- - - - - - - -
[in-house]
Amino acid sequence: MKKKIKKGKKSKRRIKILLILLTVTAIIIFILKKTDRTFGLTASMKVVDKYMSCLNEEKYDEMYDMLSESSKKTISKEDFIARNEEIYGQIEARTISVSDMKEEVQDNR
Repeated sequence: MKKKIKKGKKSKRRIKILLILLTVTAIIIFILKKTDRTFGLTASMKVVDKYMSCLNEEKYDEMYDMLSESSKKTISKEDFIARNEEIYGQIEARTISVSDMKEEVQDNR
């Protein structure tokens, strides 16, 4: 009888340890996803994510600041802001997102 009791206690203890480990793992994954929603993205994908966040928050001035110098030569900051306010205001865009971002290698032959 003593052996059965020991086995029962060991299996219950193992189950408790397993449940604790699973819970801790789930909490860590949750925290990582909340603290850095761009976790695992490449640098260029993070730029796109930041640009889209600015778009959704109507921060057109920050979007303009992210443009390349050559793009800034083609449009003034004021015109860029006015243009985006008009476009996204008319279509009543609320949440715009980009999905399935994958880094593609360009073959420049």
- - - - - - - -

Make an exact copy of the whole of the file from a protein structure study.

[in-house]
Amino acid sequence: MKKKIKKGKKSKRRIKILLILLTVTAIIIFILKKTDRTFGLTASMKVVDKYMSCLNEEKYDEMYDMLSESSKKTISKEDFIARNEEIYGQIEARTISVSDMKEEVQDNR
Repeated sequence: MKKKIKKGKKSKRRIKILLILLTVTAIIIFILKKTDRTFGLTASMKVVDKYMSCLNEEKYDEMYDMLSESSKKTISKEDFIARNEEIYGQIEARTISVSDMKEEVQDNR
């Protein structure tokens, strides 16, 4: 009888340890996803994510600041802001997102 009791206690203890480990793992994954929603993205994908966040928050001035110098030569900051306010205001865009971002290698032959 003593052996059965020991086995029962060991299996219950193992189950408790397993449940604790699973819970801790789930909490860590949750925290990582909340603290850095761009976790695992490449640098260029993070730029796109930041640009889209600015778009959704109507921060057109920050979007303009992210443009390349050559793009800034083609449009003034004021015109860029006015243009985006008009476009996204008319279509009543609320949440715009980009999905399935994958880094593609360009073959420049």